Examples of recent marine accidents that the NTSB has investigated and released final reports on include the following:
There are three lessons learned from our recent marine investigations that will benefit this conference in managing and mitigating risk; bridge resource management, communication, and medical oversight of licensed mariners. Please permit me to share with you the NTSB’s perspective on theses topics.
A shipmaster is the ultimate authority at sea. In many cases this individual is the most experienced and knowledgeable person on board when it comes to vessel operations. Historically, because of a master’s position, some junior officers and unlicensed crew were reluctant to report issues pertaining to safety. Crewmembers often regarded the reporting of information on an issue to fall into the category of something the master probably already knew or anticipated, and therefore, not something that required bothering the master with.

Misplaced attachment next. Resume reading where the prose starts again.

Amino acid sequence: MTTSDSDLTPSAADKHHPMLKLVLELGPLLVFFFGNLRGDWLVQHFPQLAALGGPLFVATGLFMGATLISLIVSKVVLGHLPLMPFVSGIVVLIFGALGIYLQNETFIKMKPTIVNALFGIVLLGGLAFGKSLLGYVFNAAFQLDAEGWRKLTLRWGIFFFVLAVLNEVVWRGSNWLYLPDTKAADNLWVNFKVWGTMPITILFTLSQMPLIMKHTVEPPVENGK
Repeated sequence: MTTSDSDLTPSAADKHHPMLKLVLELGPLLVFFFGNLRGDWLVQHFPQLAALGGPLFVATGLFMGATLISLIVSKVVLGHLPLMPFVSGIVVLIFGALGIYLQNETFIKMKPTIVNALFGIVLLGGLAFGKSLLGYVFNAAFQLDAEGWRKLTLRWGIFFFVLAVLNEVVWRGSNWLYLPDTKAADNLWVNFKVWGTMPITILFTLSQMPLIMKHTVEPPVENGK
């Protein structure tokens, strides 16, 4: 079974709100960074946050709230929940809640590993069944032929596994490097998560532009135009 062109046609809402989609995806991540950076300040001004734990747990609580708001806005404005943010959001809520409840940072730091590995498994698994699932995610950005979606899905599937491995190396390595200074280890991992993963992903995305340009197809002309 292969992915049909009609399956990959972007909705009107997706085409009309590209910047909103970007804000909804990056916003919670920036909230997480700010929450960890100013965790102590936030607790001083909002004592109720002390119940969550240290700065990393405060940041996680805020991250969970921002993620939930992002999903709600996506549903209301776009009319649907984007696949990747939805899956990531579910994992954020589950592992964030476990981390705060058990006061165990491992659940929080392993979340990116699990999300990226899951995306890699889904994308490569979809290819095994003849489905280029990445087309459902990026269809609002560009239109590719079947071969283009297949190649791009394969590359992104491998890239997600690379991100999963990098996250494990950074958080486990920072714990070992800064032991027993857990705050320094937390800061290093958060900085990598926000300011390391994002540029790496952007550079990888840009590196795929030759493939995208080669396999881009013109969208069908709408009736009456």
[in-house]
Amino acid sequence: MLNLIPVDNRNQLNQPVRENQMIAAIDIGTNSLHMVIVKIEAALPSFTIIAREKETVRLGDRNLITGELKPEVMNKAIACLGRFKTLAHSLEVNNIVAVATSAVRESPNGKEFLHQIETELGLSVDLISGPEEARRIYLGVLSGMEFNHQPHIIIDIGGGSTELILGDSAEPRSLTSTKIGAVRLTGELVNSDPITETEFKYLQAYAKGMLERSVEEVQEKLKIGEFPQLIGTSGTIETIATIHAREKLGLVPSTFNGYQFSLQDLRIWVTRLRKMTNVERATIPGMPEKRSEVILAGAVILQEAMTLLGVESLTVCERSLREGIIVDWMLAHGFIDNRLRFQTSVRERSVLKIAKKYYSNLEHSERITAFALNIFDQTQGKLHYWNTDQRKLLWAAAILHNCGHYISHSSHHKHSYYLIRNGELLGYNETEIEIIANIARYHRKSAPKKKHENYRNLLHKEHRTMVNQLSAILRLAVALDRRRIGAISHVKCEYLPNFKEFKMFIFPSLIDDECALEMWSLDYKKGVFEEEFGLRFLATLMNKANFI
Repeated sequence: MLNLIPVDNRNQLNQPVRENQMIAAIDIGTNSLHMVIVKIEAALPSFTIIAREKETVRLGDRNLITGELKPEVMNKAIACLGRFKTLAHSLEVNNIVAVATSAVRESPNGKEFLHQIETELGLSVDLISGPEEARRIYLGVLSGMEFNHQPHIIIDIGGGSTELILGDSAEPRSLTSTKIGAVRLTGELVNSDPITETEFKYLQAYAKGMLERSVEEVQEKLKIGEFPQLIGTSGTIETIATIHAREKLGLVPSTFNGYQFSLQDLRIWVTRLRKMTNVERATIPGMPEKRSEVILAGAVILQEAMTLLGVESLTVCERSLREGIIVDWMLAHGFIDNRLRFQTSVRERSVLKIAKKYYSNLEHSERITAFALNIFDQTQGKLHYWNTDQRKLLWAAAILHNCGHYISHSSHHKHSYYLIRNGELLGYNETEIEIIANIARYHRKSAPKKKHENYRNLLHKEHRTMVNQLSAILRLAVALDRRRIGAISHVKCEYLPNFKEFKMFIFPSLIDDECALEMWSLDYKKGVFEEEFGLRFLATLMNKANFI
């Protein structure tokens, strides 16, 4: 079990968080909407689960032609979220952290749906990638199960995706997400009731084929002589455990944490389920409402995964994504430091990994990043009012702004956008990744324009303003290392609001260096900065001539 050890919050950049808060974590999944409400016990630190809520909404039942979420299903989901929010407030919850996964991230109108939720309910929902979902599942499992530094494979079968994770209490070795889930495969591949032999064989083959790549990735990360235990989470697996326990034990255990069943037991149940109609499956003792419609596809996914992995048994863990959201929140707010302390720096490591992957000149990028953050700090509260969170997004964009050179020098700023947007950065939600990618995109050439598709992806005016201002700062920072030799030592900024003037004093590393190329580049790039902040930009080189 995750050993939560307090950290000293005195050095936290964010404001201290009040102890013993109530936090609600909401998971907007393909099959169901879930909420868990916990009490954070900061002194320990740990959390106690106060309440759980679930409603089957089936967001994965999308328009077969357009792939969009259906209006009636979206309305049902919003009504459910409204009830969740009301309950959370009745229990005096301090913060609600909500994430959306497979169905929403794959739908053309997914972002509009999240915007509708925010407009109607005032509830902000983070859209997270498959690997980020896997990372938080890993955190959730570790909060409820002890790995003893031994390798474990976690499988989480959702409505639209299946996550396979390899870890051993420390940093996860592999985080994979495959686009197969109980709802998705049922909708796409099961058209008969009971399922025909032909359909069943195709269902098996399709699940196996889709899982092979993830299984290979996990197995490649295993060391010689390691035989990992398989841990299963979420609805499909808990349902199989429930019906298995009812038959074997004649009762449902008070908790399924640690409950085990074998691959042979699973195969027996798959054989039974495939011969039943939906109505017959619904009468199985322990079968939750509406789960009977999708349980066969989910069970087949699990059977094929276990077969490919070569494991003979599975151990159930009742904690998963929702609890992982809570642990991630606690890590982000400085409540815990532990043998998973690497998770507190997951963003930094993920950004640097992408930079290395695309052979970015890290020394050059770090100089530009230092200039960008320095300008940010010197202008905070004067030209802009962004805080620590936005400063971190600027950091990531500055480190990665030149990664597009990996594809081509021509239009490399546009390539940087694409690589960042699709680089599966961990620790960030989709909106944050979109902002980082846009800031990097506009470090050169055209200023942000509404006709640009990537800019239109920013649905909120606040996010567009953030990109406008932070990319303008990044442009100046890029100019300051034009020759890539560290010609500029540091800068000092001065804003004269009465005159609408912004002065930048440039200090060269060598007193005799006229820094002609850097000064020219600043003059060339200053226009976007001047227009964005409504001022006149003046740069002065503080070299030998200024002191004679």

Bridge resource management (BRM) training was envisaged as a means to bring about a change in culture whereby masters would expect and be receptive to subordinates’ reporting safety issues. The crewmembers were therefore trained that reporting was their obligation. The rationale was that, should the master fail to recognize a problem, timely reporting by subordinate officers and crewmembers would ensure that problems were recognized and that timely corrective action was taken. BRM, in other words, could help identify safety problems and establish procedures to prevent accidents.